Monday, April 9, 2018

To Mow Low Or Bag

Horticulture Hotline 04/09/18
By Bill Lamson-Scribner

Today’s article is not as much of a “to do list” as a have you done it list.

I have been asked some form of this question a lot recently. “Should I mow down lower than I usually mow (scalp) and or bag my clippings on the first cut of the year?”

Congratulations, you must be using a preemerge product for winter weeds or you would be mowing weeds! A lot of people will mow lower and collect the clippings to get rid of the "brown" in the grass. Not needed for good grass, just appearance. By mowing lower you remove the brown grass (your green grass from last fall), and your lawn will appear greener – basically you are removing the brown leaves from your grass like raking up leaves from your trees. If you did nothing different, the new leaf blades would come through and the brown leaves would decompose.

If you have a whole lot of brown grass that does not look like it is going to decompose in a reasonable amount of time, using a bagging mower may be a good option for the first cut. Get back to your mulching mower as soon as possible, so your grass benefits from the returned organic matter and nutrients.

If you have been waiting for the weather to warm up, here is a brief checklist of things that should have been completed around the yard:
  • Test soil. All the rain leached out very valuable nutrients out of the soil. There are many properties I have taken soil test on every year for over 20 years. In every case, there are certain nutrients that all the rain has leached out of the soil. From the soil test taken December of 2016 to the soil test taken December of 2017 there are many obvious decreases in nutrients.  I was looking at soil tests a few years ago and I had 2 tests for palm trees that 2 different people had put out way, way, way too much Magnesium. Just because people say that palms like Epsom Salt which is Magnesium sulfate, take a soil test first. You might be wasting your money. Over fertilizing could be true throughout your landscape. Soil test provide valuable information for accurate fertilizing!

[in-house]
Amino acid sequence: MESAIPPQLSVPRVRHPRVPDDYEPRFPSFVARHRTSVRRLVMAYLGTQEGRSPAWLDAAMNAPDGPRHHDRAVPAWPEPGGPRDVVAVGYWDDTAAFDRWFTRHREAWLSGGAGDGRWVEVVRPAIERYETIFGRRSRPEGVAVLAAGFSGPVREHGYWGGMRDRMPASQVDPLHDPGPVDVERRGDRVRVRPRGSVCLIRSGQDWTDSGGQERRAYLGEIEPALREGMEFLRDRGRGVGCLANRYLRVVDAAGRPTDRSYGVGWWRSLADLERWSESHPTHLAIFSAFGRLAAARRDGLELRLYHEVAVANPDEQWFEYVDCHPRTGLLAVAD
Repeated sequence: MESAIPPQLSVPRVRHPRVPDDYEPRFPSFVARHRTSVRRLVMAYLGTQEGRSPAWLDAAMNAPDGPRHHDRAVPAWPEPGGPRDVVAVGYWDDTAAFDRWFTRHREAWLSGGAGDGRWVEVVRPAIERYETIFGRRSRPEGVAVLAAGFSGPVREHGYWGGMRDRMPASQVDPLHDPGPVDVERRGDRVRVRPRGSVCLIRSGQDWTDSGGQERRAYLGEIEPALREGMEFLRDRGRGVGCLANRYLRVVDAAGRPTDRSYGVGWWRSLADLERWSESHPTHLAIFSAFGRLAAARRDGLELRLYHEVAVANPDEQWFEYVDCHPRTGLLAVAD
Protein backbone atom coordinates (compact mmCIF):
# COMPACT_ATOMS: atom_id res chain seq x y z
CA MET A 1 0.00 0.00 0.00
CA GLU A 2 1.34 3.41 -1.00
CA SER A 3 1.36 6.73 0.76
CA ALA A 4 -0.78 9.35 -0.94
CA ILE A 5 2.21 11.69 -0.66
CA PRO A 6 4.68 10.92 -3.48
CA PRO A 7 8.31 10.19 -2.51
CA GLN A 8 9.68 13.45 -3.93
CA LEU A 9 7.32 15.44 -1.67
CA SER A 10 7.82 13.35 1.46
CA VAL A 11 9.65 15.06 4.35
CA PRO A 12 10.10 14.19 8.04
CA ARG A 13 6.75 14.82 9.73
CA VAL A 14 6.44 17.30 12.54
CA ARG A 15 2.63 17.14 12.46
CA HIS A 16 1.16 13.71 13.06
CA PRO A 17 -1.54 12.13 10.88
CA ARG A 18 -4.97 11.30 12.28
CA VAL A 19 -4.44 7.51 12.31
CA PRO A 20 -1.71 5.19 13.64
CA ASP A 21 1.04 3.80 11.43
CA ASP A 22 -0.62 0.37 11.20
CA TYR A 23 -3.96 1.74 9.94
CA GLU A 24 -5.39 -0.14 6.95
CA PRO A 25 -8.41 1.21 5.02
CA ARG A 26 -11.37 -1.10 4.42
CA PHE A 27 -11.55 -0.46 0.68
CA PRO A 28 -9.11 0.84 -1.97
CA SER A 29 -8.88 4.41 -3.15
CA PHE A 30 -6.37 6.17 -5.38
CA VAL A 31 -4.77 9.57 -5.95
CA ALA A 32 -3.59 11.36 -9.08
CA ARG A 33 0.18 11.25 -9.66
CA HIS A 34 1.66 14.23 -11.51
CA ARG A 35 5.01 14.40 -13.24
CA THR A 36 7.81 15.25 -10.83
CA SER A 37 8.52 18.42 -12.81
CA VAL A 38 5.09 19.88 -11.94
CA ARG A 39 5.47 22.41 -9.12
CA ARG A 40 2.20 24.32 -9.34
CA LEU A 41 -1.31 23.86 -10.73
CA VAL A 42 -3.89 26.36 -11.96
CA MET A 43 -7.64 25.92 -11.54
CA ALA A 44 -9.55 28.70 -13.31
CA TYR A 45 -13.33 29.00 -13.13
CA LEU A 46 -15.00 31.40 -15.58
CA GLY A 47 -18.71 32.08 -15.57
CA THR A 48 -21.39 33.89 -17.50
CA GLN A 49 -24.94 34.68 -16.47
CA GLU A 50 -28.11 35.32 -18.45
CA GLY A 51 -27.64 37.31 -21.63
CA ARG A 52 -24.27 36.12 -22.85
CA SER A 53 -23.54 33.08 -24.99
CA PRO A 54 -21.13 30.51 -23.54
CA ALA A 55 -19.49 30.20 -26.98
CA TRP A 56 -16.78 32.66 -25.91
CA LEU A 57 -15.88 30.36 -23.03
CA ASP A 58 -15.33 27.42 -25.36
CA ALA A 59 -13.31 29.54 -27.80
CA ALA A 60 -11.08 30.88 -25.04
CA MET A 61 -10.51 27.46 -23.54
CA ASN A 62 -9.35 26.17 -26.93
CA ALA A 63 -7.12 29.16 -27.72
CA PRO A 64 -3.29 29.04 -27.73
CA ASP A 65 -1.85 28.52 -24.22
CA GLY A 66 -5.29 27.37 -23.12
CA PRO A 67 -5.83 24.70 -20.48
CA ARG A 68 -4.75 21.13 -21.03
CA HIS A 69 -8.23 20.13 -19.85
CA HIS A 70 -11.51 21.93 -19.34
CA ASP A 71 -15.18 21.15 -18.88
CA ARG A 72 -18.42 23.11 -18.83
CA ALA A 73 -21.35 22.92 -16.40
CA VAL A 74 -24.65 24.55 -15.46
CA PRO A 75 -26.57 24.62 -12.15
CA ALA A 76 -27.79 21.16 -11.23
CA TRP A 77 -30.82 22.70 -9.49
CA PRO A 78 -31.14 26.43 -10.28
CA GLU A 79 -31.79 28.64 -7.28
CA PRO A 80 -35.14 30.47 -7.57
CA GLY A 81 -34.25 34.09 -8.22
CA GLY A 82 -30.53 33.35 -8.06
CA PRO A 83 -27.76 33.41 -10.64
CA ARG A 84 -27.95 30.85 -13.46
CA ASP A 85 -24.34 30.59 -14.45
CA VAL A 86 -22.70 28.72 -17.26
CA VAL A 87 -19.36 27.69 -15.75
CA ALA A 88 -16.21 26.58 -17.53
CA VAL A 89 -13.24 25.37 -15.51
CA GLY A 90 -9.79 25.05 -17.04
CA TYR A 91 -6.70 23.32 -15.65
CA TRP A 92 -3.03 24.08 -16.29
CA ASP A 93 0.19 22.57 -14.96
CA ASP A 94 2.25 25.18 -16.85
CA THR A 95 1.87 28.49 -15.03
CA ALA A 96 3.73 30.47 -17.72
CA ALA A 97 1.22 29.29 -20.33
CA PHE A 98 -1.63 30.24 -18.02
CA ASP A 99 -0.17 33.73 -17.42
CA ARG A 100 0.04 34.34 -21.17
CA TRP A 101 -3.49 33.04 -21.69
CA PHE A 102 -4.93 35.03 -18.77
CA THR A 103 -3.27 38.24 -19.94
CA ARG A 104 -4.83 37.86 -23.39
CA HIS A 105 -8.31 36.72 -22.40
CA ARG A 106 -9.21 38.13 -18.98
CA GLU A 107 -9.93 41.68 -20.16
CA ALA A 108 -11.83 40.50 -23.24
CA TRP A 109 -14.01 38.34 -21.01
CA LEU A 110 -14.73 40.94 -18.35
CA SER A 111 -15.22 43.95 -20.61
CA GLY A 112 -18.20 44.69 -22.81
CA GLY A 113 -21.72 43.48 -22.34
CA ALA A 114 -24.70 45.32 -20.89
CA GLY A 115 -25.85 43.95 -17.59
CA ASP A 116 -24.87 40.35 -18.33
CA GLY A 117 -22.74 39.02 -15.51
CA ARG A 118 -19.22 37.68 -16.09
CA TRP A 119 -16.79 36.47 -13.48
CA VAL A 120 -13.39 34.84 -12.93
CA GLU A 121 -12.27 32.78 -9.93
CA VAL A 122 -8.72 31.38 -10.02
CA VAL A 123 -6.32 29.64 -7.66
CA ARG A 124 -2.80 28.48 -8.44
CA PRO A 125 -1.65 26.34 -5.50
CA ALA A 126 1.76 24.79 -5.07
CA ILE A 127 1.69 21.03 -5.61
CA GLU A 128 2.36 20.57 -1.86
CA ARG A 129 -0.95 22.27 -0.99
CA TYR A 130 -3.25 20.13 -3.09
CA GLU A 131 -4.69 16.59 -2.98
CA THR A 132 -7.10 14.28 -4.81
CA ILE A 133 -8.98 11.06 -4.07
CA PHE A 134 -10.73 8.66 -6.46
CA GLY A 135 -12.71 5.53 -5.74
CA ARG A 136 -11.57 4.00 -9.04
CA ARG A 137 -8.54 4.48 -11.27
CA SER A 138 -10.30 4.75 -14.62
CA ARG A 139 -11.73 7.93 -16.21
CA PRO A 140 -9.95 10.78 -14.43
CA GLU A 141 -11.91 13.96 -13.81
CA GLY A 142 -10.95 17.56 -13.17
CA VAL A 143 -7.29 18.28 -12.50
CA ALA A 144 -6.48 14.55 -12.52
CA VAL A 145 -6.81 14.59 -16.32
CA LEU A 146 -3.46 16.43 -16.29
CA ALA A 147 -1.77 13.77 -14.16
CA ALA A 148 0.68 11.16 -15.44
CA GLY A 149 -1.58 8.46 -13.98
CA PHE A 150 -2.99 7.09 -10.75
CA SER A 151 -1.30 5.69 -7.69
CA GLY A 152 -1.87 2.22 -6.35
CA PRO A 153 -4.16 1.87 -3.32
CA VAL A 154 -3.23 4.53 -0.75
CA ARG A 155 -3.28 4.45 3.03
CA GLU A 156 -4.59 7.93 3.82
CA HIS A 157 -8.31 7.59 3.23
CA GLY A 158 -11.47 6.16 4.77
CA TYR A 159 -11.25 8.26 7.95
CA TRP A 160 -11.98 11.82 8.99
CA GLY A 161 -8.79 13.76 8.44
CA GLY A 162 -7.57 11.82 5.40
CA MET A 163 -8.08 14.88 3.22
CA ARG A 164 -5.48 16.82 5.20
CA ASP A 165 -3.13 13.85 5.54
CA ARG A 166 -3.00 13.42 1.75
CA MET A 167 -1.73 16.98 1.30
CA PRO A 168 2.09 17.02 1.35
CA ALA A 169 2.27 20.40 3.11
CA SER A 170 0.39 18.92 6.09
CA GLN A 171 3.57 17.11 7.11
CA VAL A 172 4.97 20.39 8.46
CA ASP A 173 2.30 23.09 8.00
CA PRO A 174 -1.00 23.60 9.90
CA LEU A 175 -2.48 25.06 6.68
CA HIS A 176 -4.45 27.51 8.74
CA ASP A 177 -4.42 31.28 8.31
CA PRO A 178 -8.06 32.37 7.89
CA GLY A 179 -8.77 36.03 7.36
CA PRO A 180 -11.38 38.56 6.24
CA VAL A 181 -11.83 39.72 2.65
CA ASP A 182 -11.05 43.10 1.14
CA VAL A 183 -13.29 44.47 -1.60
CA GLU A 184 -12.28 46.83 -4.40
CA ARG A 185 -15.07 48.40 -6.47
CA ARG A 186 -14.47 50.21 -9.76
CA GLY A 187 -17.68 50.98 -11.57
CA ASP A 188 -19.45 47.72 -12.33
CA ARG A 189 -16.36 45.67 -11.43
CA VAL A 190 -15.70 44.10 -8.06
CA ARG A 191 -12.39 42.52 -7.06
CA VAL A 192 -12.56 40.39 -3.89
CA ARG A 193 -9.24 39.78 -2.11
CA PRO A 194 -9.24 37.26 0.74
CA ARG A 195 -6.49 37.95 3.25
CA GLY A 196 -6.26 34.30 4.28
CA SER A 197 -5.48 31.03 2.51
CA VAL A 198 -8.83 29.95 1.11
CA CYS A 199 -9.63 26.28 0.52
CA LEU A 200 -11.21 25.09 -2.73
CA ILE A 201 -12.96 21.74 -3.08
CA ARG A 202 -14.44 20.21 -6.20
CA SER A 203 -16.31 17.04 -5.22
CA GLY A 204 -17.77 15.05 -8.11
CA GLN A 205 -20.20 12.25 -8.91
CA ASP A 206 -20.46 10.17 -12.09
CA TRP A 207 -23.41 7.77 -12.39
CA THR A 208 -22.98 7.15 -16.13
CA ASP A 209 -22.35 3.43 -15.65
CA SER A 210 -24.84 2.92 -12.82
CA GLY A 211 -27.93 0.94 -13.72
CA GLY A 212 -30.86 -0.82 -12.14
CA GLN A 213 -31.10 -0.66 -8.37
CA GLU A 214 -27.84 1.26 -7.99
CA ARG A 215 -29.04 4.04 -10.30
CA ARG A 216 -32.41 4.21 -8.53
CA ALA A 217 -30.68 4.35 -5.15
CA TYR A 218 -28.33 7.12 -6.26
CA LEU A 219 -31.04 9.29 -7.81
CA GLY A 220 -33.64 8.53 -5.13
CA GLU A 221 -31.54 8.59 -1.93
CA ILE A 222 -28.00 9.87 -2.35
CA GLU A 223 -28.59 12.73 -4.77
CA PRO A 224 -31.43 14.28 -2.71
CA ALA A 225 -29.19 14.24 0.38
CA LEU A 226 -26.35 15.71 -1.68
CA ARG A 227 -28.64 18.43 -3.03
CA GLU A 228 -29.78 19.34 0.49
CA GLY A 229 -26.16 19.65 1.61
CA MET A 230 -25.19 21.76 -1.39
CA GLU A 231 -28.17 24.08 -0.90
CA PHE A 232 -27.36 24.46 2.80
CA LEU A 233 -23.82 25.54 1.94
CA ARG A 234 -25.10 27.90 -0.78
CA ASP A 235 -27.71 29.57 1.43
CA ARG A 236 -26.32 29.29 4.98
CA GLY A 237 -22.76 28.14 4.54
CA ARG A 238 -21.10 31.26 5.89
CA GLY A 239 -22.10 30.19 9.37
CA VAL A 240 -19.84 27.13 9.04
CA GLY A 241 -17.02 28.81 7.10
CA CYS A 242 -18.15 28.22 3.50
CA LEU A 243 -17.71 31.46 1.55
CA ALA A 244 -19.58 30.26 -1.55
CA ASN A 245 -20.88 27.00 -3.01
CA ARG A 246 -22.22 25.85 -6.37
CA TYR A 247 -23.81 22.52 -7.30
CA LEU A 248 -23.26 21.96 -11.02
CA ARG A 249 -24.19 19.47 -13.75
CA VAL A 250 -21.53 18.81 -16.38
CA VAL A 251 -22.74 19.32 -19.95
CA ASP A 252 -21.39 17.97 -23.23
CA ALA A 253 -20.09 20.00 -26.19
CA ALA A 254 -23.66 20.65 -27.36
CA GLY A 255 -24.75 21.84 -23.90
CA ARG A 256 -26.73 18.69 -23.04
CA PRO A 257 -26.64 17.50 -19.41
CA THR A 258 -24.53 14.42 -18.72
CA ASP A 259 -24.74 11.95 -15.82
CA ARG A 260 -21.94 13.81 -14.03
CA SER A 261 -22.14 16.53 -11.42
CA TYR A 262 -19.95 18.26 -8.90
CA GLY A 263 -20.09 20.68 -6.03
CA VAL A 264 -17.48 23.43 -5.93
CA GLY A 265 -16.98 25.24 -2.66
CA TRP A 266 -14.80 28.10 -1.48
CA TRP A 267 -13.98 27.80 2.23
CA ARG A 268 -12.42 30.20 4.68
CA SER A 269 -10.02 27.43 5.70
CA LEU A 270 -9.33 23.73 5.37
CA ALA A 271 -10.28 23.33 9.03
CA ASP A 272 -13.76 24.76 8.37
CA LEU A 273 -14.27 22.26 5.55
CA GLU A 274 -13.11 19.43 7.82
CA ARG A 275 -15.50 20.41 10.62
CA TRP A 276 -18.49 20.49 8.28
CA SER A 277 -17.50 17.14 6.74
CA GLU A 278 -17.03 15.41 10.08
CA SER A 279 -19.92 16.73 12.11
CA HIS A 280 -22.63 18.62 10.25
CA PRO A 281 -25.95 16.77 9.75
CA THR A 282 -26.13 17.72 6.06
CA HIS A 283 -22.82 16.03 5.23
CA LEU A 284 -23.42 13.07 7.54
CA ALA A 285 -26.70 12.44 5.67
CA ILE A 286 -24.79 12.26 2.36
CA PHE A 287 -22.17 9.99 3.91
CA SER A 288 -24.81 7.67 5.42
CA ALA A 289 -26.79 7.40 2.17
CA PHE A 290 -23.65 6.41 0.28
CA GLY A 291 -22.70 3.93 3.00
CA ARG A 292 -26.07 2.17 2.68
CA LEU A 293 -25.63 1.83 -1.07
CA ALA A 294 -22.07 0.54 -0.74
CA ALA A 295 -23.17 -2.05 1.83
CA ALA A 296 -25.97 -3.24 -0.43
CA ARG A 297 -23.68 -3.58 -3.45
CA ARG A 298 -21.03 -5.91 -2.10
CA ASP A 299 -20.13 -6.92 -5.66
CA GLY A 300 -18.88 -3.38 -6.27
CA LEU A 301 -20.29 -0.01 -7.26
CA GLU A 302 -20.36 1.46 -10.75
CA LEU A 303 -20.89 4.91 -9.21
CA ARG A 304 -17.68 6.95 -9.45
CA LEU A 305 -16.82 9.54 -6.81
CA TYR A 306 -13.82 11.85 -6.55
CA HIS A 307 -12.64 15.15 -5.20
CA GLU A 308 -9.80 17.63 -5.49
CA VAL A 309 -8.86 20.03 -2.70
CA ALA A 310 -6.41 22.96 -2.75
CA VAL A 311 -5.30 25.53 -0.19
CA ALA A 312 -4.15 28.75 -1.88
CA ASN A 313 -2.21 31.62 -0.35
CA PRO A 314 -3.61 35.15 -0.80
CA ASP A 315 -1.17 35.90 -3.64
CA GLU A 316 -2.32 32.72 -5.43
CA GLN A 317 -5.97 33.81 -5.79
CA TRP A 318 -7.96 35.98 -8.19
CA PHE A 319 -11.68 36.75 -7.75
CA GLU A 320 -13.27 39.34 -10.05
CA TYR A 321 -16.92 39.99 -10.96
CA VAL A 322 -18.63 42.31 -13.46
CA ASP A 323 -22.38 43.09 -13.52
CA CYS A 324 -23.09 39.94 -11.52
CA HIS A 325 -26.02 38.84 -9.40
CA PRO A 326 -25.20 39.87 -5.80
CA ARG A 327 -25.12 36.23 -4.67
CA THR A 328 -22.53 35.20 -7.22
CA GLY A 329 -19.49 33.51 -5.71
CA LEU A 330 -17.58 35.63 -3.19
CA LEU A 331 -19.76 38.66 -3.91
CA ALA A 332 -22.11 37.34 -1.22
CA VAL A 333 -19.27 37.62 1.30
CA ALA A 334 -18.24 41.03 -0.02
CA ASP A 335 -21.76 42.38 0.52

• Have you applied SeaHume G to lawn and beds for a healthy start?
  • Have you applied a preemergent to lawn and beds (this late use Dimension if it is your first application)? Remember it is never too late to start a preemerge program. It is never too late to preemerge, with our mild climate weeds germinate almost every day of the year.
  • Have you drench Dominion around plants with a history of insect problems?
  • Have you applied a preventive fungicide to turf if you have a history of fungus (T-Methyl, Fame)?
  • Mole Crickets overwinter as adults and do their mating flights right now. Have you killed them now before they can make babies? Be sure your lawn and beds are free of fire ants, and if you have pets, fleas and ticks should be controlled. If you live near the woods, chiggers may be an issue. (Granular Sevin will work on these pests. If you prefer organic, check with a Possum’s near you to find a product or products that will work in your situation.)
  • Have you gone through your irrigation system to be sure everything is operating correctly? In my travels through the Lowcountry, I have noticed many broken heads and heads that are spraying into the street. Although they have been calling for rain, where I live we have had very little. These low humidity days will dry out your grass and plants quickly. Plants and grass are putting out new leaves and need water!
  • The little fury terrorist of the yard is having babies now. Have you killed a mole recently or at least repelled one out of your yard?
  • Is your lawn mower ready for another season? New Blade? New Air Filter? New Spark Plug?
  • Have you measured your turf and bed areas so you know how much product you need to buy and apply to your yard? Getting the right amount of product on your lawn will determine the success of your efforts.

Always read, understand and follow product label. The product label is a Federal Law.